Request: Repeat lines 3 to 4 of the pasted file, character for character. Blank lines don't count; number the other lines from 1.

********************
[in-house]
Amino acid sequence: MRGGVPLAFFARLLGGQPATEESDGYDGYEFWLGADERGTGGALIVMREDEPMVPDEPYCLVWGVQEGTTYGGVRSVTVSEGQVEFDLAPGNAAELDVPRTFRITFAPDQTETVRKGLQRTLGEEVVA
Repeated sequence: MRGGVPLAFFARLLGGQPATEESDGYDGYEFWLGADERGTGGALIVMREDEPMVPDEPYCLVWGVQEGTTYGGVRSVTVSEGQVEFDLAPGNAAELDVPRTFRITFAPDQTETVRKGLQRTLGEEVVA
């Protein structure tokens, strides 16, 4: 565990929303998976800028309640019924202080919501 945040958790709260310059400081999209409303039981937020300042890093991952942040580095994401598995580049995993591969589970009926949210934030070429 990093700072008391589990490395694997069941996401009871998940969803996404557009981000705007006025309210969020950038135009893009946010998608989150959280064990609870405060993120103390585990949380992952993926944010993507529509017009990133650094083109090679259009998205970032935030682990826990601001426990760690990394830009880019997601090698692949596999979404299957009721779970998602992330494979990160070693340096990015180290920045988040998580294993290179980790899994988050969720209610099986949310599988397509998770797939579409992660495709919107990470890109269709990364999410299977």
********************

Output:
Repeated sequence: MRGGVPLAFFARLLGGQPATEESDGYDGYEFWLGADERGTGGALIVMREDEPMVPDEPYCLVWGVQEGTTYGGVRSVTVSEGQVEFDLAPGNAAELDVPRTFRITFAPDQTETVRKGLQRTLGEEVVA
């Protein structure tokens, strides 16, 4: 565990929303998976800028309640019924202080919501 945040958790709260310059400081999209409303039981937020300042890093991952942040580095994401598995580049995993591969589970009926949210934030070429 990093700072008391589990490395694997069941996401009871998940969803996404557009981000705007006025309210969020950038135009893009946010998608989150959280064990609870405060993120103390585990949380992952993926944010993507529509017009990133650094083109090679259009998205970032935030682990826990601001426990760690990394830009880019997601090698692949596999979404299957009721779970998602992330494979990160070693340096990015180290920045988040998580294993290179980790899994988050969720209610099986949310599988397509998770797939579409992660495709919107990470890109269709990364999410299977």